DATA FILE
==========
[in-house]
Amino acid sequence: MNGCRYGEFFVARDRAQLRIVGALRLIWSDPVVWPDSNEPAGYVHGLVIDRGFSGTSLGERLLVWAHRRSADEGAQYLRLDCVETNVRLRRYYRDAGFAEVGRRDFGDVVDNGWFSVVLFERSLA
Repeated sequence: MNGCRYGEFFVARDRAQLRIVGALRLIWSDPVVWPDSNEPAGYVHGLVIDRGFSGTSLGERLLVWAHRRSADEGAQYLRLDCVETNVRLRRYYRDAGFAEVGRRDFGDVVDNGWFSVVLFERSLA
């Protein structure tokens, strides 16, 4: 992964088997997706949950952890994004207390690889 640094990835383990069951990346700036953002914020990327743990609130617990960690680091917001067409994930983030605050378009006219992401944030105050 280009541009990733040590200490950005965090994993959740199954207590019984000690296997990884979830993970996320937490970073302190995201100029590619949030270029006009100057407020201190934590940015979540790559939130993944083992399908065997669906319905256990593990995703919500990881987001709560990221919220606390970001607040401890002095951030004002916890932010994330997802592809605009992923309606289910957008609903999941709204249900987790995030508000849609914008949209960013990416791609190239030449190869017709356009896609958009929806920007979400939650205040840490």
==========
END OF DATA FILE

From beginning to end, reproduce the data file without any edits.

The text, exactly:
[in-house]
Amino acid sequence: MNGCRYGEFFVARDRAQLRIVGALRLIWSDPVVWPDSNEPAGYVHGLVIDRGFSGTSLGERLLVWAHRRSADEGAQYLRLDCVETNVRLRRYYRDAGFAEVGRRDFGDVVDNGWFSVVLFERSLA
Repeated sequence: MNGCRYGEFFVARDRAQLRIVGALRLIWSDPVVWPDSNEPAGYVHGLVIDRGFSGTSLGERLLVWAHRRSADEGAQYLRLDCVETNVRLRRYYRDAGFAEVGRRDFGDVVDNGWFSVVLFERSLA
């Protein structure tokens, strides 16, 4: 992964088997997706949950952890994004207390690889 640094990835383990069951990346700036953002914020990327743990609130617990960690680091917001067409994930983030605050378009006219992401944030105050 280009541009990733040590200490950005965090994993959740199954207590019984000690296997990884979830993970996320937490970073302190995201100029590619949030270029006009100057407020201190934590940015979540790559939130993944083992399908065997669906319905256990593990995703919500990881987001709560990221919220606390970001607040401890002095951030004002916890932010994330997802592809605009992923309606289910957008609903999941709204249900987790995030508000849609914008949209960013990416791609190239030449190869017709356009896609958009929806920007979400939650205040840490």